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Virginia court comes down against state spam law

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Tough day for Virginia's anti-spam law: The state supreme court on Friday declared it "unconstitutionally overbroad" in restricting not just commercial…

Tough day for Virginia’s anti-spam law: The state supreme court on Friday declared it "unconstitutionally overbroad" in restricting not just commercial but all types of speech in mass e-mail messages, The Associated Press reports.

The court’s decision in Jaynes v. Commonwealth of Virginia also overturns the conviction of Jeremy Jaynes who was, according to The AP, "once considered one of the world’s most prolific spammers" — fond of sending more than 10,000 e-mails within 24 hours to AOL subscribers. His 2004 felony conviction for sending unwanted mass emails was the country’s first, the wire service said.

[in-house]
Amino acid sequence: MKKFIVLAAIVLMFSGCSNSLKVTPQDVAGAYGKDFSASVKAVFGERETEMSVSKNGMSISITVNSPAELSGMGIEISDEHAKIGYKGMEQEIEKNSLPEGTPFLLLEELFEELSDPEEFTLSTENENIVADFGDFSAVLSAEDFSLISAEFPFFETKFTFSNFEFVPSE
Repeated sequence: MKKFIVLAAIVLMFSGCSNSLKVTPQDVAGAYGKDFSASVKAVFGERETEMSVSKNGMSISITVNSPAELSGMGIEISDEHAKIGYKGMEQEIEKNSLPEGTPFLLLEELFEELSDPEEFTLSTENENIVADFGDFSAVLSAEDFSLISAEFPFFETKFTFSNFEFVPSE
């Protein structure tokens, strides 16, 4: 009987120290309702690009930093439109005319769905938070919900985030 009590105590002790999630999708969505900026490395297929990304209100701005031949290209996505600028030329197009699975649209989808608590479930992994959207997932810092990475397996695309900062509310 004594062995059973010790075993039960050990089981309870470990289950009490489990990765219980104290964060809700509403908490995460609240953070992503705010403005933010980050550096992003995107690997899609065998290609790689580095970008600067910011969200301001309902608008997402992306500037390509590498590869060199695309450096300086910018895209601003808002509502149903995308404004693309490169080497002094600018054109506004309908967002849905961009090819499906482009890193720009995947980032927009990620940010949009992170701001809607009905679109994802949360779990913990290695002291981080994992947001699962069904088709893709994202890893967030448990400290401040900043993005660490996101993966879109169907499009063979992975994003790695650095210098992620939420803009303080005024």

Jaynes fought his conviction on First Amendment grounds. In its ruling Friday, the high court found that prohibiting e-mail senders from using false routing information, as the state statute does, unduly restricts anonymous speech.

Virginia’s law, Justice G. Steven Agee wrote, "is unconstitutionally overbroad on its face because it prohibits the anonymous transmission of all unsolicited bulk e-mails including those containing political, religious or other speech protected by the First Amendment to the United States Constitution."